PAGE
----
JAPAN’S CULINARY HERITAGE
AAJI ISLAND I TOKYO I KANAZAWA I GOKAYAMA I TAKAYAMA
WHEN TO GO
MARCH – MAY
11 HOURS 5 MINUTES FROM AUCKLAND
This 11 day small group tour covers Japan’s regional cuisine, the heart and soul of Japanese culture. Visit renowned locations as well as hidden rural villages and the unique culture of Awaji Island in the fabled Inland Sea, where culinary traditions have been handed down from generation to generation. Other highlights include taking to the bustling streets in Tokyo for an Izakaya, quintessential Japanese destinations for casual eating and drinking; tasting the local specialty Kaga-ryori in Kanazawa which uses the freshest local seafood and vegetables; a foraging experience in Gokayama; a multi-course kaiseki dinner in Takayama plus much more.
MAKE THIS ITINERARY YOURS
Inspired by what you see? Remember we design each itinerary around you, so this suggested itinerary is a starting point that we can tweak or transform into something that is entirely you. If we need to start from scratch, lets start with a conversation.
Head out into the city’s exciting streets – your guide will advise you on the best options for food and drink. You might want to try an Izakaya restaurant. Izakaya are the quintessential Japanese destinations for casual eating and drinking – the two go hand in hand in Japan and these bars cluster around railway and subway stations. Join a post-work crowd relaxing over some of their favourite small dishes and their favourite beers, sake and shochu. Visit the local food market Oomi Ichiba, “Kanazawa citizens’ kitchen pantry”. The market has attracted residents and visitors for centuries.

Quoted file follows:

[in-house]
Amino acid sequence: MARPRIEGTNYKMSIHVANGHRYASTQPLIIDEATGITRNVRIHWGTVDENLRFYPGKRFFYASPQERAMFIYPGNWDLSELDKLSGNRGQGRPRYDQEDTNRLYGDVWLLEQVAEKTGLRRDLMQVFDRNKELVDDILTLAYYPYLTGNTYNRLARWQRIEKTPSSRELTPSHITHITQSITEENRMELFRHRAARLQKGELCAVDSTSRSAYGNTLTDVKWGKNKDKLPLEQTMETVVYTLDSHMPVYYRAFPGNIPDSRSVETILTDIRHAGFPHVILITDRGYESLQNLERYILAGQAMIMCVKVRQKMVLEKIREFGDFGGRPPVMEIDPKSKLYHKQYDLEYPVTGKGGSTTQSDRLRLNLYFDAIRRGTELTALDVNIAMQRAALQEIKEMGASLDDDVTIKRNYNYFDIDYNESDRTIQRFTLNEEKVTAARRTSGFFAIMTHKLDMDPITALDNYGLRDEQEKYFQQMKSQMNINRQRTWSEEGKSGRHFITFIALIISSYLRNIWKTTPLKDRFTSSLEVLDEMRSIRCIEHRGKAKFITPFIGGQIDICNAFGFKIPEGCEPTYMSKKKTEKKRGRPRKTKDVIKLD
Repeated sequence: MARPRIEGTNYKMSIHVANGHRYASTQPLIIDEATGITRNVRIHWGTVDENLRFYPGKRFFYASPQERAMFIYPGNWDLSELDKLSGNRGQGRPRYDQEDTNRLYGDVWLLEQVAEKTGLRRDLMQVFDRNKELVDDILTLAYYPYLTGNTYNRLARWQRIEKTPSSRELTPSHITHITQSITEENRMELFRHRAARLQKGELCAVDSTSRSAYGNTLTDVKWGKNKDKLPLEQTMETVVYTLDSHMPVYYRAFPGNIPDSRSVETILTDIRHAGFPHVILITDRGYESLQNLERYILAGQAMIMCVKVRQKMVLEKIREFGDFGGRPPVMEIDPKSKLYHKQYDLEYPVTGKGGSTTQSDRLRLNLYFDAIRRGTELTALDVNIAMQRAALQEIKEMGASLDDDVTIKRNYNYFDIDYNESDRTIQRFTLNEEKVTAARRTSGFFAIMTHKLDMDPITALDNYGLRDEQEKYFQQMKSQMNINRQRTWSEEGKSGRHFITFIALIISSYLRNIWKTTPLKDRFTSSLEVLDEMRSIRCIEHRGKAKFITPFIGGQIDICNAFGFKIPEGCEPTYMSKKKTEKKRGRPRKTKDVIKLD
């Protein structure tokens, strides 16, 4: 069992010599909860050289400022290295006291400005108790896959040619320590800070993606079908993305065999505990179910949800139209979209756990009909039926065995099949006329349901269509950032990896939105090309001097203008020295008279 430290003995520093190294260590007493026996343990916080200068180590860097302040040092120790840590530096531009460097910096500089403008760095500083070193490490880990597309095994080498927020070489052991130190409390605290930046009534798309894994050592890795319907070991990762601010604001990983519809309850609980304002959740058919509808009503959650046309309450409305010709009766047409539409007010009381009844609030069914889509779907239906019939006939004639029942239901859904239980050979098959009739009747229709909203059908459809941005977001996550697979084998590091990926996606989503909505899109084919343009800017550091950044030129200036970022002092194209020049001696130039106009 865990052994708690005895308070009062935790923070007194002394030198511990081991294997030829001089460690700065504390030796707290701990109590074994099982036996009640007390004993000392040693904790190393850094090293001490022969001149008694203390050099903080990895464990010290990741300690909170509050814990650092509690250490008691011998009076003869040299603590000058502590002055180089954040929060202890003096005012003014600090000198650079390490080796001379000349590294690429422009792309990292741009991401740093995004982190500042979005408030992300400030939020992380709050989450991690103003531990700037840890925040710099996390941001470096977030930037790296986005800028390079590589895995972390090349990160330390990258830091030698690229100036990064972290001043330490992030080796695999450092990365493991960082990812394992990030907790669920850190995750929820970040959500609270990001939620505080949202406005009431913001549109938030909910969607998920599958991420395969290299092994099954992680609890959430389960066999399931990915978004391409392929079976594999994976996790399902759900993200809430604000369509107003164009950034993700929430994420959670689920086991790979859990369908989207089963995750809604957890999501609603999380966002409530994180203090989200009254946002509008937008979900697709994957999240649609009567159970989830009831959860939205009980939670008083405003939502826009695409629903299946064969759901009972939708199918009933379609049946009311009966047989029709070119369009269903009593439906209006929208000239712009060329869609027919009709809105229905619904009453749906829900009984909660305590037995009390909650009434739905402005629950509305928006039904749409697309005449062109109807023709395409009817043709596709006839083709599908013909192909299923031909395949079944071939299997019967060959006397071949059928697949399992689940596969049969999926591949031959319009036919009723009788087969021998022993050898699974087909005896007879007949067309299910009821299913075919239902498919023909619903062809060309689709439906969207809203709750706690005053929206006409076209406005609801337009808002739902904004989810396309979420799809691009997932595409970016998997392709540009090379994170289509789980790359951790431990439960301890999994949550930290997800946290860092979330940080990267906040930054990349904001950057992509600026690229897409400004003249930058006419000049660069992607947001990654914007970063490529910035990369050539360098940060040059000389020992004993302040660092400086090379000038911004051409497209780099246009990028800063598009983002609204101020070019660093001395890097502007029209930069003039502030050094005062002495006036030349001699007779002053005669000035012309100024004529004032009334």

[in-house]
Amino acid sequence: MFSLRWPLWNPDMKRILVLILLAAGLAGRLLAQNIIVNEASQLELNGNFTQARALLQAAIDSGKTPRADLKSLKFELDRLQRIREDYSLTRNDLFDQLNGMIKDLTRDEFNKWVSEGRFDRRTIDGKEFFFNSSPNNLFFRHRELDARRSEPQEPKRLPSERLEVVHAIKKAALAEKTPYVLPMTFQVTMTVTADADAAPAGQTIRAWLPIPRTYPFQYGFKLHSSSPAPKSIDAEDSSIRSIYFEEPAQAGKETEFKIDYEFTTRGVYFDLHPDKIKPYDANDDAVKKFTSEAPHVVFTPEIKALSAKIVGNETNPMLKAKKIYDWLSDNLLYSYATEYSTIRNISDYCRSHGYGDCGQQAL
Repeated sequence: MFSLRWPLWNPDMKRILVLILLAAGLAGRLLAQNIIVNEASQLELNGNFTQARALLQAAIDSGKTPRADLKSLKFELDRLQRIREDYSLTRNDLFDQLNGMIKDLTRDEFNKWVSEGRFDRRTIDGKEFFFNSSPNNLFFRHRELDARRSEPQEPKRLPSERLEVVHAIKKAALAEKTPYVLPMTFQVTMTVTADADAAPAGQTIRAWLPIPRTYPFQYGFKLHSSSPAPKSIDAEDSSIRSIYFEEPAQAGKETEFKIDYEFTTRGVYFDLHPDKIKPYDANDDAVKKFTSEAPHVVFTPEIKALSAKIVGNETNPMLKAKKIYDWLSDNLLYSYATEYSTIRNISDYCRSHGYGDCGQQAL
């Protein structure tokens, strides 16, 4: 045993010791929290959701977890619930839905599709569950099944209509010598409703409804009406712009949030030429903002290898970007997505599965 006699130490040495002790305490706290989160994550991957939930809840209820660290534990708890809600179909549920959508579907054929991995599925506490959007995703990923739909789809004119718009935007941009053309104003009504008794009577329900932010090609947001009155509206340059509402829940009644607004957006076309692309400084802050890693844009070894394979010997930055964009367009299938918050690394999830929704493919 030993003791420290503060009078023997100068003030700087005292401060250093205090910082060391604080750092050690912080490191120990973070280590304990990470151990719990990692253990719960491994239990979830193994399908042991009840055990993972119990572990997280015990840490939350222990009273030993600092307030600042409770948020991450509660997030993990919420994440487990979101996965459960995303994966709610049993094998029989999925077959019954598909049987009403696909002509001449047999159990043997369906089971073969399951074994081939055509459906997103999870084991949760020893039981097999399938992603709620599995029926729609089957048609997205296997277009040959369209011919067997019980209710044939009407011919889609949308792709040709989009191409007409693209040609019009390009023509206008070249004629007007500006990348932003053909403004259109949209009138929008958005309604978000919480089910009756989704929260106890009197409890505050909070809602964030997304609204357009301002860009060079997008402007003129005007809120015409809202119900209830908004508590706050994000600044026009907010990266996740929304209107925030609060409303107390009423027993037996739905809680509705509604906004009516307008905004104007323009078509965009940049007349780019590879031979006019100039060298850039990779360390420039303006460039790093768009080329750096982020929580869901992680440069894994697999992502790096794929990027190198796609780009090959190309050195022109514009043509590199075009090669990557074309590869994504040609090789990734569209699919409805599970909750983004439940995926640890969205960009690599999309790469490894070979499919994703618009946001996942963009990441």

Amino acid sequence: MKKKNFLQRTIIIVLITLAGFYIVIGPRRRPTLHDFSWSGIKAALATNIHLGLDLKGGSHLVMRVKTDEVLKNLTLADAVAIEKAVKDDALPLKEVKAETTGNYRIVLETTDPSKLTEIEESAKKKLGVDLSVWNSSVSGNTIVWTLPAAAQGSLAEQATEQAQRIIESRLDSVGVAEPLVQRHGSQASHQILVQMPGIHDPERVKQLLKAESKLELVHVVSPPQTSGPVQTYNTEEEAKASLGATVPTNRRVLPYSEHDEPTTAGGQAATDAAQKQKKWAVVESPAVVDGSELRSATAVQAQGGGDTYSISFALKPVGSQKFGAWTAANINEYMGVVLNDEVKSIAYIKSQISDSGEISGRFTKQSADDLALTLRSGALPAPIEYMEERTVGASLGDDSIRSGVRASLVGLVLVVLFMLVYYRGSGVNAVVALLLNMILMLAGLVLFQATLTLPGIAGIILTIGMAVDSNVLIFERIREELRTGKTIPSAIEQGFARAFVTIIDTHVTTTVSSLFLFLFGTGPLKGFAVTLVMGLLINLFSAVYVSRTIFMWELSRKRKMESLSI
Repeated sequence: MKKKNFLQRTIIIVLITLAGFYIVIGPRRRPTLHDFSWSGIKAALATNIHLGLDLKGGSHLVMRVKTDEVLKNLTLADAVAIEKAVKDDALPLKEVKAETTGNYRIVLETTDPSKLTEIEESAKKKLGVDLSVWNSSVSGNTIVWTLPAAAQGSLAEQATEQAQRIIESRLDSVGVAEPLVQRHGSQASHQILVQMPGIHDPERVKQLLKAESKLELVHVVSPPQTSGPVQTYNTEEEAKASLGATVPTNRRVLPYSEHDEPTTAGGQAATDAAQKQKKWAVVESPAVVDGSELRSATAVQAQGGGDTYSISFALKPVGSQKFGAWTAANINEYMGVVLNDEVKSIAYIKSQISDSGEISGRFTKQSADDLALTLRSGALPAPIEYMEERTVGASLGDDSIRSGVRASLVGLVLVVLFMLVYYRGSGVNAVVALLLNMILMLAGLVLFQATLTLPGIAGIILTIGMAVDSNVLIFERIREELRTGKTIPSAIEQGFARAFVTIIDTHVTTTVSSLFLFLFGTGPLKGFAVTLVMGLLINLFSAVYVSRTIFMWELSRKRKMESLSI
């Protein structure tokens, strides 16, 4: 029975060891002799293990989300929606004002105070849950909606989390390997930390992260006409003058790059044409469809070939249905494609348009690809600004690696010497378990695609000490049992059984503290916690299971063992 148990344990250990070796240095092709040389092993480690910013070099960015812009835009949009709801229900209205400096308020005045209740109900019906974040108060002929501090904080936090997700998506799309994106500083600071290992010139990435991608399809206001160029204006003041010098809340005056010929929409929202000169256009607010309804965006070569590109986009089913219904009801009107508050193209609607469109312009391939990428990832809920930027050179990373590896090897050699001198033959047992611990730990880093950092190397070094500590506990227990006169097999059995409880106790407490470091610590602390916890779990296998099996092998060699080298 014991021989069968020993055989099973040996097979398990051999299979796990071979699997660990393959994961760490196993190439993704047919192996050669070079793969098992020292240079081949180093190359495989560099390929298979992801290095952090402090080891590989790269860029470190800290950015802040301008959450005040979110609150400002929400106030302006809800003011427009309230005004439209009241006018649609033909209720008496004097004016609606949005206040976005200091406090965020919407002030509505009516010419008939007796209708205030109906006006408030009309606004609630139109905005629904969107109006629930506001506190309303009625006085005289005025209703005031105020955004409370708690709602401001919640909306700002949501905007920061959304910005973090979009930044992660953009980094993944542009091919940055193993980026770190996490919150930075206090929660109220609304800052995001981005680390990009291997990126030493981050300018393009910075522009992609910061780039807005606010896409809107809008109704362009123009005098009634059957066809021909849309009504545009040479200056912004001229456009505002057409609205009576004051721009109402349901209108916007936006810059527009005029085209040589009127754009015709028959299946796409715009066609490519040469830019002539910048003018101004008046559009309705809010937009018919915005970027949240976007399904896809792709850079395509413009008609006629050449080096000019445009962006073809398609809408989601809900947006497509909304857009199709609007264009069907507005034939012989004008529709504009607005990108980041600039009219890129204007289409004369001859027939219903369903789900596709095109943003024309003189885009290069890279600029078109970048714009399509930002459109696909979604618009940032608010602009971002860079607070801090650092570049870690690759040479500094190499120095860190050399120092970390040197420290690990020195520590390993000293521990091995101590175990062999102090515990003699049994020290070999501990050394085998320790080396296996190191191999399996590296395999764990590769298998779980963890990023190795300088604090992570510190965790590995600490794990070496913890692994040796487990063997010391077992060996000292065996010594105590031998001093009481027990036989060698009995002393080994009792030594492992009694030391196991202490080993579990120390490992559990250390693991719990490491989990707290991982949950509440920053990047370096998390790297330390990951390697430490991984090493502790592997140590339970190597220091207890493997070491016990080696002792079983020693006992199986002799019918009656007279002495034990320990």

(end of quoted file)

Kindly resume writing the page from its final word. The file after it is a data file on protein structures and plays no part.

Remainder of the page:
Travel by private motorcoach from Kanazawa to Gokayama, a World Heritage Site with distinctive Gassho-zukuri farmhouses sporting triangular thatched roofs which are unique to this part of Japan. Located in a mountainous region isolated from the rest of the country for centuries, villagers still follow traditional lifestyles, gathering and preserving Sansai (wild plants) and growing their own vegetables and mushrooms. Join local plant hunter and explore the surrounding mountains and harvest seasonal wild delicacies. Visit the home of local resident Mr.Nakanishi, who grows a special variety of rice for brewing sake.
Visit nearby Shirakawago which has its own impressive collection of Gassho-zukuri houses and has been a UNESCO World Heritage Site since 1995. Continue onwards to Takayama nestled in the mountainous Hida region. Takayama boasts a beautifully preserved old town and a unique culture. Enjoy a multi-course Kaiseki dinner at a family-run ryokan before take a short train ride to Hida Furukawa, a beautifully-preserved old town with distinctive whitewalled storehouses retaining the atmosphere of the Edo Period. Entering one of the oldest Machiya traditional residences, a local grandmother will show the technique of cooking in a classic earth oven known as an “Okudo-san” which is rarely used in modern times. Also use traditional fireplace to grill delicious premium quality Hida Beef.
Osaka was historically known as “the Tenka no daidokoro” (the nation’s kitchen), famous not just for its Michelin starred restaurants, but particularly for its street food – takoyaki, okonomiyaki, and more – the food of the common man. For dinner, visit a hidden house in the downtown of Namba, owned by a unique sake specialty shop. Visit a small-scale producing organic farmer who left city life 10 years ago and moved to the village. Enjoy the opportunity to harvest vegetables and learn home cooking in a charming old Japanese house nearby, offering a true farm-to-table experience of preparing local dishes using vegetables grown in the area. Among the foodie experiences that have been described, there are so many treats in store.